How To Succeed At Crowdfunding

A Guest Post from Midwest Investment NetWork.

Entrepreneurial finance has seen rapid changes in the past few years. The future is very bright indeed for crowdfunding or rather reward-based crowd funding. In reward-based crowdfunding, you cannot offer someone a share of your company’s future profits. In return for contributions, you can either offer your supporters an intangible benefit (such as a thank you, a mention of the contributor’s name in credits, inclusion of name in online supporter list, etc.) or a tangible benefit such as T shirts, an autographed book copy, a download of your movie or music as a reward for contributing to your project.

While crowdfunding is a great way to raise capital, a lot of preparation and thought must go into creating a crowdfunding campaign that will actually bring in the money.

Speak to people who have crowdfunded

If you know someone who has succeeded in raising money through crowdfunding, you can speak to that person and get some advice. The most important ingredient that most people who were successful at crowdfunding will attest to is hard work. Before your campaign goes underway, try to get a team together and share responsibilities. Someone should always be available to speak to people and answer questions that your supporters may raise online.

All contributions should be public

Let’s consider that you want to make a short film and you need money to produce it. Normally, you would approach your family and some friends to back your project financially. You can approach your family and friends but wait for until the project is launched and then ask to contribute to your project through your online page.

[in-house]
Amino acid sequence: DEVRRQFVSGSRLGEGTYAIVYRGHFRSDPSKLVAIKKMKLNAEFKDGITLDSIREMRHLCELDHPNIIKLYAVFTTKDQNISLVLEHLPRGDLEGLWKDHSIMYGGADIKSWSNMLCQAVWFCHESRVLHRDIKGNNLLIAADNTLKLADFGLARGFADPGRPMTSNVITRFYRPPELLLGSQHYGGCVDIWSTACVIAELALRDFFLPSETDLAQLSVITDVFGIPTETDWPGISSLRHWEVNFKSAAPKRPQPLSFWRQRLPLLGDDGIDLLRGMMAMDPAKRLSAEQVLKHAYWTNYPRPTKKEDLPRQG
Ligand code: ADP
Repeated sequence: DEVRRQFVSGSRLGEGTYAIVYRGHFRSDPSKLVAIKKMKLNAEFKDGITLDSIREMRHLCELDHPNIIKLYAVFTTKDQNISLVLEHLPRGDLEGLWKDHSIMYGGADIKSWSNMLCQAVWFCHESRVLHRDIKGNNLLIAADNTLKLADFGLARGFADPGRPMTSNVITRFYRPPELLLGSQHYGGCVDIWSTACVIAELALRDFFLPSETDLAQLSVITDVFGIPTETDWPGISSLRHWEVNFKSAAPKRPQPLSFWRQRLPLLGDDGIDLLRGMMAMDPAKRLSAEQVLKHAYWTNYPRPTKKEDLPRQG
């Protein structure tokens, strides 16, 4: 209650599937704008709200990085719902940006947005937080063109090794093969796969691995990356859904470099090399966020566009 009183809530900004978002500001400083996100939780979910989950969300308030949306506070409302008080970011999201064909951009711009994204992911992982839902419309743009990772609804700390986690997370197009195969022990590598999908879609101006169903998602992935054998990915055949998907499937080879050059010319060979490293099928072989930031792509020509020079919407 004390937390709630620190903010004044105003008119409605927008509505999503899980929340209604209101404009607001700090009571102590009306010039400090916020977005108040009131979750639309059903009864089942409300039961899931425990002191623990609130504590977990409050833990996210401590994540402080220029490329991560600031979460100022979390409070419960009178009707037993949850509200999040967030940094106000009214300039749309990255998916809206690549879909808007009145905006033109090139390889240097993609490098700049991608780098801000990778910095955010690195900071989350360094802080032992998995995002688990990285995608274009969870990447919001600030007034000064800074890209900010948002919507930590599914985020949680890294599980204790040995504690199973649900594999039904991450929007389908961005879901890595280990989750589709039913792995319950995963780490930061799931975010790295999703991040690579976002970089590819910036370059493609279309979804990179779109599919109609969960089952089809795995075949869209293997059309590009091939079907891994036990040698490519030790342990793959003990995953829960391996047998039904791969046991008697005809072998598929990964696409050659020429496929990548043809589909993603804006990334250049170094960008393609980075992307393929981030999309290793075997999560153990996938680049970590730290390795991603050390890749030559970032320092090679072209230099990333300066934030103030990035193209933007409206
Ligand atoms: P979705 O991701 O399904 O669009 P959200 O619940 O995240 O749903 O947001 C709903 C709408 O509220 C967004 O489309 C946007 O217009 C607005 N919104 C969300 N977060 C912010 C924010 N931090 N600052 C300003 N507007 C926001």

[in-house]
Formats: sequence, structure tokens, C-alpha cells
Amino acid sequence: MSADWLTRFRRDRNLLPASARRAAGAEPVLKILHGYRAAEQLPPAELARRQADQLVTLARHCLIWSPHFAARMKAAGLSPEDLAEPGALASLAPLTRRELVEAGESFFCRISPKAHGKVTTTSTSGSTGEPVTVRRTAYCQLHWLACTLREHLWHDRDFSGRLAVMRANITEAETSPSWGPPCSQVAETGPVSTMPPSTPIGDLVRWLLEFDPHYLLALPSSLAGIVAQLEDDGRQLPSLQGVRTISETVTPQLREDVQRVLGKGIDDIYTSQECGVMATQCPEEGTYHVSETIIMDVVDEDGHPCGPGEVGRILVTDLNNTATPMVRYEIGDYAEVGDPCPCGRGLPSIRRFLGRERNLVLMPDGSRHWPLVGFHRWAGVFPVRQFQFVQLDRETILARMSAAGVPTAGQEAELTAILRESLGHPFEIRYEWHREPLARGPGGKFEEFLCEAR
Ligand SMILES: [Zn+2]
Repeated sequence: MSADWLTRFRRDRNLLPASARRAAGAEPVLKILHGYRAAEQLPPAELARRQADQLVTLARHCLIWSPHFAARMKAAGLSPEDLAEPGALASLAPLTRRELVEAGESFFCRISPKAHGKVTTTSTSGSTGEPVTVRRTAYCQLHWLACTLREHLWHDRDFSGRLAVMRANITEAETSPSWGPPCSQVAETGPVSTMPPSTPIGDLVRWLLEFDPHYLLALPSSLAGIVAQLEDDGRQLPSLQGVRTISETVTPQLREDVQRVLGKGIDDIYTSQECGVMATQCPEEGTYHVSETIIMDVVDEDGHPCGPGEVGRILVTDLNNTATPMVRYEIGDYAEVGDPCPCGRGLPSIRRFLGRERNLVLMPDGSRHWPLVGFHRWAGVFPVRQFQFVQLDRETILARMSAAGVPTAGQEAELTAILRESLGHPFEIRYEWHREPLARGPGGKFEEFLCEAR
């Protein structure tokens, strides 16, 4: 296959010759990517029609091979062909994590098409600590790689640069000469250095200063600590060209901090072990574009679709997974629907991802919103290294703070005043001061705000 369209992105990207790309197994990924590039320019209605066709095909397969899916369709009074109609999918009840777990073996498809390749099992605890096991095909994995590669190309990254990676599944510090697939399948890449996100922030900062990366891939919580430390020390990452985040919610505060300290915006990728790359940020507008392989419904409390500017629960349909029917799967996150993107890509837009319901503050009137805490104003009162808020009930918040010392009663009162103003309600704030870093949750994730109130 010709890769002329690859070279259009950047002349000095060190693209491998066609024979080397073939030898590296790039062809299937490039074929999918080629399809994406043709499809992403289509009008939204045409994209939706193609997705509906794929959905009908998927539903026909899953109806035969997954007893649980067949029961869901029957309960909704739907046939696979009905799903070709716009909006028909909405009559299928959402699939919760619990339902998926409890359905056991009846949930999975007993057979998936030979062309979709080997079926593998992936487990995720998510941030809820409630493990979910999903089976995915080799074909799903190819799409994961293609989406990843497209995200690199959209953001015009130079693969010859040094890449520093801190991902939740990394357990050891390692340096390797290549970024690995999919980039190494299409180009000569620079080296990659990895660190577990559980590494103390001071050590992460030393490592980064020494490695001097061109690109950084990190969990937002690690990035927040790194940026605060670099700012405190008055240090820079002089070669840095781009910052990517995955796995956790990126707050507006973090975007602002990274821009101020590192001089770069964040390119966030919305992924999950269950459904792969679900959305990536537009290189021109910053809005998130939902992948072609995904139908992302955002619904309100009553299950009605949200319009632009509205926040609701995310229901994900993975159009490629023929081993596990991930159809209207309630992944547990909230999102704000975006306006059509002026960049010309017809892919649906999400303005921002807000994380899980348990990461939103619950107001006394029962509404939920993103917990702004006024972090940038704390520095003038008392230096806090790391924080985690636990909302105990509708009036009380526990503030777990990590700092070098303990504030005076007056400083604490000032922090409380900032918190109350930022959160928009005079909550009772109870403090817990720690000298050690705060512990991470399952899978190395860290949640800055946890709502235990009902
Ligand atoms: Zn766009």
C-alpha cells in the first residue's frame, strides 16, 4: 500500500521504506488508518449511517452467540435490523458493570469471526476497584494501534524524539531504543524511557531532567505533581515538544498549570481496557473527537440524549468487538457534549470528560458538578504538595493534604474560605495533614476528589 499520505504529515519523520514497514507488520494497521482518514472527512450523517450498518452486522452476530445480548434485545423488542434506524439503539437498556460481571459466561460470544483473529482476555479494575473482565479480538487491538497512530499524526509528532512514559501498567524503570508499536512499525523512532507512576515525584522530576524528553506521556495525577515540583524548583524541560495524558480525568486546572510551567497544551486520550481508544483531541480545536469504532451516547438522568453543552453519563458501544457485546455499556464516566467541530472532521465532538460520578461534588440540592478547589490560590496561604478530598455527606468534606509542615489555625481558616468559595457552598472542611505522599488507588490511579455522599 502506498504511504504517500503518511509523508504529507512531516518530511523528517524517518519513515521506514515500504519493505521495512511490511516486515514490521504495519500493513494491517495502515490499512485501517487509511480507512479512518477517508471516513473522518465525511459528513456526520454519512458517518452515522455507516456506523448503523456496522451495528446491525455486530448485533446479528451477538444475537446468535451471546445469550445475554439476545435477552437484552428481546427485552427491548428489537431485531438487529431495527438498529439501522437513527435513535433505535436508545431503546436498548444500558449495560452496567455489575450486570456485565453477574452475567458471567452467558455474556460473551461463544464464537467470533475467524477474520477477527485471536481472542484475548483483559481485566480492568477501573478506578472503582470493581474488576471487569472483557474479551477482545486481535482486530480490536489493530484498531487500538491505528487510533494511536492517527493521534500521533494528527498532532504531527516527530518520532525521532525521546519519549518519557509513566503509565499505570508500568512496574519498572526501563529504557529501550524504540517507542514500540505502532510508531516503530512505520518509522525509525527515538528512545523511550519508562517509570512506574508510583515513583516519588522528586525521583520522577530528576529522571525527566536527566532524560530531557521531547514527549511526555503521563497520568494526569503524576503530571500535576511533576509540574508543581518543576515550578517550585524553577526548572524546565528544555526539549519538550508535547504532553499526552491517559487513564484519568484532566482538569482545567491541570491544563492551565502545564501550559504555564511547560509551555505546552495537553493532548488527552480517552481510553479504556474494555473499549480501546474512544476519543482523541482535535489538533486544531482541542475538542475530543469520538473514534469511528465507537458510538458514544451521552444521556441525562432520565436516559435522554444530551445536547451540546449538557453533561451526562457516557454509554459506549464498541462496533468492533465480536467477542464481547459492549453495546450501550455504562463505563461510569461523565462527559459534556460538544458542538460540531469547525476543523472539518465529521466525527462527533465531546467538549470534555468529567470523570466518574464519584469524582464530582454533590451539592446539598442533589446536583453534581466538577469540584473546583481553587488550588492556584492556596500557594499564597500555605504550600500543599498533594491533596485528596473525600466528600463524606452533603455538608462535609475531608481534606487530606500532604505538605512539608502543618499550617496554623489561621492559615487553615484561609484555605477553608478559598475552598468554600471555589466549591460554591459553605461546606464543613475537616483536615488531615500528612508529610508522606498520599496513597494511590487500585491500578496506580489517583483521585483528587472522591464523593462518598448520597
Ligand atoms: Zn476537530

Unlike traditional businesses, with crowd funding, people often contribute to your project publicly. Note that more raised inside of your campaign, more traction the project achieves and more support you get from people who are yet undecided whether they should support your project or not.

Don’t Be Anonymous

Note that your supporters are not only interested in your project; they also want to know about you. Crowdfunding campaigns should never be run anonymously. Upload pictures. Better still connect through Facebook. Update your profile. If it is appropriate, you can also reach out to groups who might take a special interest in your project, not only for financial support but also to promote your project in their areas of influence.

Prepare a Break-Even Analysis

If you are crowdfunding through a popular portal, and you have decided that you want a certain amount of money, note that you may have to pay transaction costs and commissions to the site, after the campaign gets funded successfully. You may also have to produce the rewards (especially tangible ones) and deliver them.

A break-even analysis can help you understand if your target is too low. Keep your rewards unique. As the funding is underway, post updates regularly, and keep your supporters involved throughout. Address their concerns and answer questions promptly. Note that if you plan another campaign sometime later, you might need their help again.

Featured images:

The guest post was written by Mike from midwestinvestmentnetwork.com. Mike is an expert in raising start up capital for companies online and offline as an entrepreneur himself. 

One Comment

  • I’ve launched and failed at crowdfunding but I still think that it is a great way to finance projects. The biggest hurdle I see in crowdfunding is marketing. I was under the mistaken impression that I simply had to post my great idea on Kickstarter or other sites to get lots of people to evaluate my idea before making a commitment. The big problem is still getting the eyeballs to the offer page. When that problem is solved by crowdfunding sites we will see a real revolution. Until then it’s still up to the entrepreneur to promote like crazy in advance of the campaign. I’m starting up another campaign in a few months for my latest graphic novel and preparing for venture a little more this time around.

Join the Discussion

You may use these HTML tags and attributes: <a href="" title=""> <abbr title=""> <acronym title=""> <b> <blockquote cite=""> <cite> <code> <del datetime=""> <em> <i> <q cite=""> <strike> <strong>